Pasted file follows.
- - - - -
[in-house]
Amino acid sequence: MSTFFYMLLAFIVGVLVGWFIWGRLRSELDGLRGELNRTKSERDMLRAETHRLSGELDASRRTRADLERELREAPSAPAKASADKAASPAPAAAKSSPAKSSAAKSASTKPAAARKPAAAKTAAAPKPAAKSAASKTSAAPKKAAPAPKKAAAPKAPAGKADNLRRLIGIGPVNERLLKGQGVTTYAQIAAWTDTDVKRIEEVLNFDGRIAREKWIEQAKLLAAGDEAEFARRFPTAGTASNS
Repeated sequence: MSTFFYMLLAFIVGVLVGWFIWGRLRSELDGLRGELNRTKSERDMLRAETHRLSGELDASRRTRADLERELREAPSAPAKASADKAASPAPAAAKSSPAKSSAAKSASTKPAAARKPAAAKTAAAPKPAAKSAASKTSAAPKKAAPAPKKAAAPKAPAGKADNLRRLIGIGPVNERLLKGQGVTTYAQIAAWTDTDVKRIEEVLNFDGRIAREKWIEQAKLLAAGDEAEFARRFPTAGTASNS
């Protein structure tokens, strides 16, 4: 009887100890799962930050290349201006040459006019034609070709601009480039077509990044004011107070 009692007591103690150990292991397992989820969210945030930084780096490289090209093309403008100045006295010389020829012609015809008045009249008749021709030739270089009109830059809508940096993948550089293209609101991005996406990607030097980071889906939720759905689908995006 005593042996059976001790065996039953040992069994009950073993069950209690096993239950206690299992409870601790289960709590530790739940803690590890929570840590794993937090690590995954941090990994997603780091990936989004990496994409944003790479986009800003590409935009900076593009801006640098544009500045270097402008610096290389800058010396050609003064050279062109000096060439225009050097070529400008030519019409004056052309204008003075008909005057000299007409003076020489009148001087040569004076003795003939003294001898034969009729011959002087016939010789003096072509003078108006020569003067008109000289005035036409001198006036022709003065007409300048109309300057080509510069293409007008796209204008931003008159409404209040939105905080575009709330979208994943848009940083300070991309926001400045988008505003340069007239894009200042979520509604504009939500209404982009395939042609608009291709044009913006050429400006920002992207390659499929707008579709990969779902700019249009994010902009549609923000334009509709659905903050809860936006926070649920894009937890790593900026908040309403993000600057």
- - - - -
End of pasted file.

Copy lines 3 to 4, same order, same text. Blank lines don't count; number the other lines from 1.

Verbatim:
Repeated sequence: MSTFFYMLLAFIVGVLVGWFIWGRLRSELDGLRGELNRTKSERDMLRAETHRLSGELDASRRTRADLERELREAPSAPAKASADKAASPAPAAAKSSPAKSSAAKSASTKPAAARKPAAAKTAAAPKPAAKSAASKTSAAPKKAAPAPKKAAAPKAPAGKADNLRRLIGIGPVNERLLKGQGVTTYAQIAAWTDTDVKRIEEVLNFDGRIAREKWIEQAKLLAAGDEAEFARRFPTAGTASNS
């Protein structure tokens, strides 16, 4: 009887100890799962930050290349201006040459006019034609070709601009480039077509990044004011107070 009692007591103690150990292991397992989820969210945030930084780096490289090209093309403008100045006295010389020829012609015809008045009249008749021709030739270089009109830059809508940096993948550089293209609101991005996406990607030097980071889906939720759905689908995006 005593042996059976001790065996039953040992069994009950073993069950209690096993239950206690299992409870601790289960709590530790739940803690590890929570840590794993937090690590995954941090990994997603780091990936989004990496994409944003790479986009800003590409935009900076593009801006640098544009500045270097402008610096290389800058010396050609003064050279062109000096060439225009050097070529400008030519019409004056052309204008003075008909005057000299007409003076020489009148001087040569004076003795003939003294001898034969009729011959002087016939010789003096072509003078108006020569003067008109000289005035036409001198006036022709003065007409300048109309300057080509510069293409007008796209204008931003008159409404209040939105905080575009709330979208994943848009940083300070991309926001400045988008505003340069007239894009200042979520509604504009939500209404982009395939042609608009291709044009913006050429400006920002992207390659499929707008579709990969779902700019249009994010902009549609923000334009509709659905903050809860936006926070649920894009937890790593900026908040309403993000600057």